"Since Bangkok is facing more floods from rivers overflowing due to rising sea levels, Bangkok's riverine floodwalls need to be strengthened and extended to cover all riverside flood-prone areas. More water gates are also needed at the mouths of canals to prevent floodwater from pushing deep into the city."

Bangkok's drainage system also requires urgent improvement, as the city's drains are often clogged with garbage and sediment, or have subsided and broken, due to a lack of proper maintenance, which hindered water drainage capacity.

This is why Bangkok often floods even after a few hours of rain.

"We also need to dredge Bangkok's many canals to allow water to drain more efficiently, as well as construct more water retention areas such as monkey-cheek ponds and underground water banks to hold floodwater and keep the city dry," he said.

"It is more important than ever for Bangkok to step up flood preparedness since we are going to see more and more flood events as climate change intensifies."

City plan should be revised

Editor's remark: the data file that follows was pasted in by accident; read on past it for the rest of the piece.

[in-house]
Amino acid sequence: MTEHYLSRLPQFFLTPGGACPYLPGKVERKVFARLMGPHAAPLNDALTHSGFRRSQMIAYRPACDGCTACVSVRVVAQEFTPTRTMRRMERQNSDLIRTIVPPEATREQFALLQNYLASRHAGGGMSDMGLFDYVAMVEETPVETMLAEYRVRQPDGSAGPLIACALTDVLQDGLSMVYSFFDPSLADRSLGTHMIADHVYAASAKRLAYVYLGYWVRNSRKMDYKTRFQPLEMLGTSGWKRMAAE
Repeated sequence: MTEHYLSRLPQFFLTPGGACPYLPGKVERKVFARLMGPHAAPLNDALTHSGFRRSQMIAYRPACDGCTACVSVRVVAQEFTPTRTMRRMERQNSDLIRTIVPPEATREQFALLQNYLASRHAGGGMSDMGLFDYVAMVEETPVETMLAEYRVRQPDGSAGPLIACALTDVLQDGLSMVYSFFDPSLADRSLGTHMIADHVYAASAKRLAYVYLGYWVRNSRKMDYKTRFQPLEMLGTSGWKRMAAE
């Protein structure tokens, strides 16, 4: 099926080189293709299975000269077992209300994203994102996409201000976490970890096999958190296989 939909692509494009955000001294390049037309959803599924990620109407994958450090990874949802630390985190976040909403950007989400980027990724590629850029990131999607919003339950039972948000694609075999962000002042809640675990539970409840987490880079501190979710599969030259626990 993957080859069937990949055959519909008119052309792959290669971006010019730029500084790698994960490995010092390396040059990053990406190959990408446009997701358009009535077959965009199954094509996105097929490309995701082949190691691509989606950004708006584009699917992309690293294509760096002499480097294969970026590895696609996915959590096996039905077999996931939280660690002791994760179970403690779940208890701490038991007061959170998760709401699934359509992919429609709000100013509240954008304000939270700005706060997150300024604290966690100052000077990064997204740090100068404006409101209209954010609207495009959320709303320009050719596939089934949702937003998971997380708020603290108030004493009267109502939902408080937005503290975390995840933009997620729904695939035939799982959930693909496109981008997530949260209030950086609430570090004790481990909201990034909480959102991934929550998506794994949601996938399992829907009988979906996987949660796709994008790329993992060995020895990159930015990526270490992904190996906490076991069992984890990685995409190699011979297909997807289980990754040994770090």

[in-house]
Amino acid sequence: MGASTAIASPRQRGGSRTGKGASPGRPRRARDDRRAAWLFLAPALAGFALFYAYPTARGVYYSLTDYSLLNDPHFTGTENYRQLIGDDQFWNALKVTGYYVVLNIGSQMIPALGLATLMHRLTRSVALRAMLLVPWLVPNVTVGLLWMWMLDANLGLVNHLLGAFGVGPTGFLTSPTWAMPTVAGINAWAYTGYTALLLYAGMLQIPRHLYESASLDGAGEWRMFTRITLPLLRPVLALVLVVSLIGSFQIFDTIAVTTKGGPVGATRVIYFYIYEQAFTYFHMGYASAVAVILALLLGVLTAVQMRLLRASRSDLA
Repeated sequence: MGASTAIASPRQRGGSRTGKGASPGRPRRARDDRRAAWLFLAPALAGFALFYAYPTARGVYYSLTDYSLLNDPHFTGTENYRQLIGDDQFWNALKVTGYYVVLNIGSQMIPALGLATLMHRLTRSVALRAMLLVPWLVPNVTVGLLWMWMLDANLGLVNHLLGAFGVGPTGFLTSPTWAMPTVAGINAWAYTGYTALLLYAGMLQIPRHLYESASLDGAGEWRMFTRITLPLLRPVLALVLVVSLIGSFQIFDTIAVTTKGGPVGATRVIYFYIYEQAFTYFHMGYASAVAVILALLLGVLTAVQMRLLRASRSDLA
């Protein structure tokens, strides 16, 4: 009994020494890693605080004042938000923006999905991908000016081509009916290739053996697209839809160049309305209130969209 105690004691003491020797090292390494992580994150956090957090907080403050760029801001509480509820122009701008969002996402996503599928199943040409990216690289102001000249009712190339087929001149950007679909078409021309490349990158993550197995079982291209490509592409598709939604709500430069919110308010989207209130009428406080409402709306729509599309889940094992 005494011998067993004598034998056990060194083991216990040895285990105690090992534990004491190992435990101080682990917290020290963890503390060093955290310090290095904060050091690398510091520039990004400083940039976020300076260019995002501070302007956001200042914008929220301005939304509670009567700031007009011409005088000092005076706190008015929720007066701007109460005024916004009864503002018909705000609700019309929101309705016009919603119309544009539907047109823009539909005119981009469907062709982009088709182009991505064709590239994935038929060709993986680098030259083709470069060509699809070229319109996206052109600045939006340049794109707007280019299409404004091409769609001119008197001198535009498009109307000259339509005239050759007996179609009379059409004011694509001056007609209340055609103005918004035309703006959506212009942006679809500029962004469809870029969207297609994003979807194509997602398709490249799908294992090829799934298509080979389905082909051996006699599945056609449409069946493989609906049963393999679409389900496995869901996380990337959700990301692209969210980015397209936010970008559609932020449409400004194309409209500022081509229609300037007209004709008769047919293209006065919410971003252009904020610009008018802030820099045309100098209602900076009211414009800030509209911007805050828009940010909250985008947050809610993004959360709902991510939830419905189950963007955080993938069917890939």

However, not every expert agrees that constructing hard flood prevention structures can solve Bangkok's water problem.

Decha Boonkham, a National Artist of Thailand in the field of landscape architecture, said that instead of defying floods, we should revise the city plan to live with water.

"When looking at the lower Chao Phraya River Basin from a satellite image, we can see that Bangkok and its vicinity sit in a low-lying flood plain that naturally floods every year, which means we are living around water," Mr Decha said.

"Considering the way Bangkok people lived in the past, in a kind of oriental Venice, we can see clearly that locals in this region lived in harmony with water up until the modern era, when we started to live as urban dwellers, whose lives are cut off from water."

He said that as Bangkok grew, the city expanded into natural floodways to the east and west, causing seasonal floods to be longer and more intense, as the city blocked the waterways.